(c) Steve Clarke

 

When we lose someone we love, pain and sadness seem to collide in the days that come after. Inside jokes that were once ours fade into a memory as we are now the champions to hold them tightly and not let go. We are at a war of preservation- to keep the sacred with us always through an unseen thread of insatiable want. We bare our souls, we put on our armor and we protect the only things left with determined strength. This picture from a dear friend,  was taken earlier today after he had started putting the pieces of daily life back together after his wife’s tragic passing. He wrote so eloquently,

“She had a favorite pastry from our local bakery. I would sometimes make a special trip to get one for her.  When I arrive to set up and play with the band, they are typically out of them. This past Saturday, knowing how much she liked them and how much I liked being able to bring one home, they set one aside in its own little box. She never got to have this last one so I took a picture.”

I couldn’t get over the rituals of our daily lives and how a disruption- something as simple as a pastry can bring me to tears. In this box, sits the best of intentions and love from a friend to someone who will always share his heart. He couldn’t bear to eat what the white memorial held, so he placed it- intact on the porch to reflect and acknowledge the end of a ritual and a life. I couldn’t help but sit for a while and stare at the picture.

You see, I had been wrong. Our legacy is truly not what we, ourselves leave behind. Anything tangible will soon rot or fade away. The things that matter are what others carry forward. The memories of who we are are merely perceptions of other’s experiences with us. I always thought I needed to leave something tangible: a known truth I had come to find, or a piece of myself. The truth is, by simply being the best of who we are, we leave the greatest legacy possible.

My friend carries his beautiful wife forward through love and compassion for her legacy. This white box could hold just about anything, whether diamonds, a three-million-dollar check or a black and white photo of times gone by. I’m not sure anything could be more powerful or bittersweet, than an untasted bite of a favorite dish, an unheard note of a sacred song or the missed feeling of a hand that holds yours without anything but love. Surely nothing could be sweeter or sadder than an uneaten pastry.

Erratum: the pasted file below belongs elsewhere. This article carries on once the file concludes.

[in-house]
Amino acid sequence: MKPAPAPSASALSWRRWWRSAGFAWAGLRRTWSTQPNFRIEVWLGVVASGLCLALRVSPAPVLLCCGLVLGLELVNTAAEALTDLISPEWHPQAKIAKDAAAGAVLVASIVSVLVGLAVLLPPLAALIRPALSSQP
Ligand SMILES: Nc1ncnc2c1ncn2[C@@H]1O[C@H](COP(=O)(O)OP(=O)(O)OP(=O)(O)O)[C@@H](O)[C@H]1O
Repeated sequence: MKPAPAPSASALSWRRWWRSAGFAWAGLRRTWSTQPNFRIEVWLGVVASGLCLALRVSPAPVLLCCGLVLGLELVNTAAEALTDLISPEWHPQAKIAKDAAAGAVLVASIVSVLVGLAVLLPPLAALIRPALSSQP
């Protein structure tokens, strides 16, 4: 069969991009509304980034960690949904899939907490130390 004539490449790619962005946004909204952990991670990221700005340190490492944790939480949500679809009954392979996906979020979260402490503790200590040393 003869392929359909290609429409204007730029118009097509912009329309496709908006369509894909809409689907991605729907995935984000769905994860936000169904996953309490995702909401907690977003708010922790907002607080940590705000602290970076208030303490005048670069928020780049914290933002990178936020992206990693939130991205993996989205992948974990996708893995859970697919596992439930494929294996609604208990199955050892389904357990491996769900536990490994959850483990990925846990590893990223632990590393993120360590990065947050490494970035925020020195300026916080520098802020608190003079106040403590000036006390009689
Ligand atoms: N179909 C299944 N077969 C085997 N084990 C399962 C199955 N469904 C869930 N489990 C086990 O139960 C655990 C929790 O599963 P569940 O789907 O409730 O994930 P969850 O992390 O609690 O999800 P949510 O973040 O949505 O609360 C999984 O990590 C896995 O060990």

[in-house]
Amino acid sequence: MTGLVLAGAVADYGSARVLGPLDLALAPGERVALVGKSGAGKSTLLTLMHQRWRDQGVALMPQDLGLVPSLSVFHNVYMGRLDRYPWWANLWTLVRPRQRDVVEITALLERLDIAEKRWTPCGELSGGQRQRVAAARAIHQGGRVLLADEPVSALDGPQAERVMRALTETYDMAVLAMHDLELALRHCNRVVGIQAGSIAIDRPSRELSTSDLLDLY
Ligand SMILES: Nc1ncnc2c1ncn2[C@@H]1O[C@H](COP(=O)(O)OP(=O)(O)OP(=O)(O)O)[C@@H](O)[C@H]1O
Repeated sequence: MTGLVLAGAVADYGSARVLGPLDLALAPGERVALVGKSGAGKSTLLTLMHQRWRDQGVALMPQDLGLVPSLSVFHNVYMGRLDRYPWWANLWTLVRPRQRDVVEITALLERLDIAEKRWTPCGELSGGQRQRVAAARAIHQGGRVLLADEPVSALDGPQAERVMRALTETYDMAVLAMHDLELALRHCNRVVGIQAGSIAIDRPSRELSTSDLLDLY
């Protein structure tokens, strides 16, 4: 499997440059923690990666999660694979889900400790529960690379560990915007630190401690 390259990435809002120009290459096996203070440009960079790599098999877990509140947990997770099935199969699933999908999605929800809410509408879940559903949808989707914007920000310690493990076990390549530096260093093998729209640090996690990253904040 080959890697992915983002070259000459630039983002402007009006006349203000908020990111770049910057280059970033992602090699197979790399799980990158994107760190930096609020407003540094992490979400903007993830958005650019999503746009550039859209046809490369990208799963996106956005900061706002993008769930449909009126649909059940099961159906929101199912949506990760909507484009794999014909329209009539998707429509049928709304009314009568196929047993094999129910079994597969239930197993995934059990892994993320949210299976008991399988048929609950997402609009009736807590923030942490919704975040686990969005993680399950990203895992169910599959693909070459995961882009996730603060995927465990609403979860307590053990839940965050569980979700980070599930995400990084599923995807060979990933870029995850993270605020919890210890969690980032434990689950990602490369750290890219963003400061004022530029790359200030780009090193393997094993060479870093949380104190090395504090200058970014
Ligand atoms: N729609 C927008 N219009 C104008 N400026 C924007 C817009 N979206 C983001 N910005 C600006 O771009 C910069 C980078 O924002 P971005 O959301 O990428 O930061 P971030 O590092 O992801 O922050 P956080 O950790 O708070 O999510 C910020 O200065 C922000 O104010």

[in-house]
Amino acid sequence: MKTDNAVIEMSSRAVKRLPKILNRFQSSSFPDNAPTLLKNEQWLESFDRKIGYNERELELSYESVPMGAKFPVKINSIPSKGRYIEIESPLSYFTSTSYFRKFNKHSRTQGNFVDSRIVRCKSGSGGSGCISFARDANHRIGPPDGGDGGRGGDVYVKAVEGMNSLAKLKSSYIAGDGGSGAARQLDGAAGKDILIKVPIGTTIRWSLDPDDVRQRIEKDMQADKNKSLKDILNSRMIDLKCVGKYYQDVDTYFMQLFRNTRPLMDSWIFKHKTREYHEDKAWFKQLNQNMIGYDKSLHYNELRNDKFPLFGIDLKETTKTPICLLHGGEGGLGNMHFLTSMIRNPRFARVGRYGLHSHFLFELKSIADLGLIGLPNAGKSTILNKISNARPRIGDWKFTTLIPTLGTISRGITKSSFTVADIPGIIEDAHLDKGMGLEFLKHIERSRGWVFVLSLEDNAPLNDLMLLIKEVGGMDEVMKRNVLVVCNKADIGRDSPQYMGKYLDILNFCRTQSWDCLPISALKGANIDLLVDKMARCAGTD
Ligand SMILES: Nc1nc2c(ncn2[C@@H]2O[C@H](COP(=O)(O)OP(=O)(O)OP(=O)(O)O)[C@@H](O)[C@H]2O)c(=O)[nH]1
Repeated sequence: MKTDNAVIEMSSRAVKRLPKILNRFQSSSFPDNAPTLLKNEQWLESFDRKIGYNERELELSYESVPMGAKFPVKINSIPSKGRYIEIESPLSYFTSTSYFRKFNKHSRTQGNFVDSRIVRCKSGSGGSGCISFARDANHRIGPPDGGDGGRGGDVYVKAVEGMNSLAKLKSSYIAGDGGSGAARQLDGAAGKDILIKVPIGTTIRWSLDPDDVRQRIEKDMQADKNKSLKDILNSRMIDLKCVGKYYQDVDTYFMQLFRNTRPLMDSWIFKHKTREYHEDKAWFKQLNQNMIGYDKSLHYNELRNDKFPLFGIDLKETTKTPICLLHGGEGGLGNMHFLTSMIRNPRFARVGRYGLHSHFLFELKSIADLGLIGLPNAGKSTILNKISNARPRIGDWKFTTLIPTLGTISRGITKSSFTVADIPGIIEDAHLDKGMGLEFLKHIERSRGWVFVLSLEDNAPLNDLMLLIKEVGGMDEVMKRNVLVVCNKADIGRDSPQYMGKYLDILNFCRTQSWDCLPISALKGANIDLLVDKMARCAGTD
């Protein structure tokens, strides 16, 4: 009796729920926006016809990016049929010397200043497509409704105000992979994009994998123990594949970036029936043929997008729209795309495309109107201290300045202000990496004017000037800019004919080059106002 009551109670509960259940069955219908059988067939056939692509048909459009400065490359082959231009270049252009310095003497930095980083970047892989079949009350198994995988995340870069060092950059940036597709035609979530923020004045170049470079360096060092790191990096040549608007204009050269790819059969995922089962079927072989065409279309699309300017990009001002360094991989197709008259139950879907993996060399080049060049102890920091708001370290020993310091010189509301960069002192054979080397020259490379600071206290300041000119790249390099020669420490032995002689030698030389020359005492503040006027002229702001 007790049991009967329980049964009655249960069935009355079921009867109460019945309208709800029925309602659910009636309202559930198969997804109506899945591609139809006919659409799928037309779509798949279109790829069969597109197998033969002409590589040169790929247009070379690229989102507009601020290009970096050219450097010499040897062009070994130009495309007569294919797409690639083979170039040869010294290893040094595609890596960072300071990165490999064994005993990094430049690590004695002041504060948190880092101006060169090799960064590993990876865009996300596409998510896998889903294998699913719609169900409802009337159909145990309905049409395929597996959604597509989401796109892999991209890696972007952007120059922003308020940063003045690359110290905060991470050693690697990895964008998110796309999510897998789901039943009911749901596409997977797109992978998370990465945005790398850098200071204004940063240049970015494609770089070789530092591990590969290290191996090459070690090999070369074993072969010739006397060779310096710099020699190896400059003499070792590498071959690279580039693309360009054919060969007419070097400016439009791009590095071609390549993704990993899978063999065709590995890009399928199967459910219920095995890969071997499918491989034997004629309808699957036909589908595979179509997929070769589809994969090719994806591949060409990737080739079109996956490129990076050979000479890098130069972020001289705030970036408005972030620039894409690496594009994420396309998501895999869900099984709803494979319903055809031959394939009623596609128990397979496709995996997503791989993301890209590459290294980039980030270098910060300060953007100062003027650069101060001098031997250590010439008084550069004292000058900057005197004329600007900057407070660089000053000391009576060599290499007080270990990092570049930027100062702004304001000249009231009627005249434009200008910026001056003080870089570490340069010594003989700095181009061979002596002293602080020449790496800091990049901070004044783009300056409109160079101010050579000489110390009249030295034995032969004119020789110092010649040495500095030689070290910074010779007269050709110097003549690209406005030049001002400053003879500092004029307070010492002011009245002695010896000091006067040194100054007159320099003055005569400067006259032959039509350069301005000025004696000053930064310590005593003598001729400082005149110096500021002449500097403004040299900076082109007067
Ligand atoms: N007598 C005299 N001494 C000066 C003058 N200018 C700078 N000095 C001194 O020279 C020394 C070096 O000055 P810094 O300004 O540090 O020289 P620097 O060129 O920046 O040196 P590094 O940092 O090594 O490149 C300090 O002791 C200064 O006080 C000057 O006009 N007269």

There will always be the regret that we didn’t have more time. I can’t find anything more touching than creating rituals and traditions in our daily lives to celebrate the love we feel for those around us. My friend’s wife is gone and I am a myriad of emotions because of the sudden loss. Most of all, I’m touched at his gift to her- a legacy that he wasn’t afraid to share or photograph. His reminder that our days are never promised and that we will leave our favorite things behind, reminded me of the crux of humanity- tragically, someday- it ends.

He picked out three songs for her. He’ll play tomorrow when he sees her incomparable face for the last time, (though I’m sure every mark, the curves of her cheeks and beautiful smile are ingrained in his memory for eternity.) He had never thought that she couldn’t hear him, because you see- that’s who this man is. As the notes from his saxophone rise and fall, the symbolic ritual will carry him forward.

I ache for the day when he passes the bakery and so wants to bring something home, see her sweet face and have one more moment. I hope he  knows, that the courage to play these songs inspires those around him. Those simple melodies will reach higher than he could imagine in our three-dimensional lives. She’ll dance in heaven, my friend. Of that, I’m sure.

“I know I was born and I know that I’ll die; the in between is mine. I am mine.”  - Pearl Jam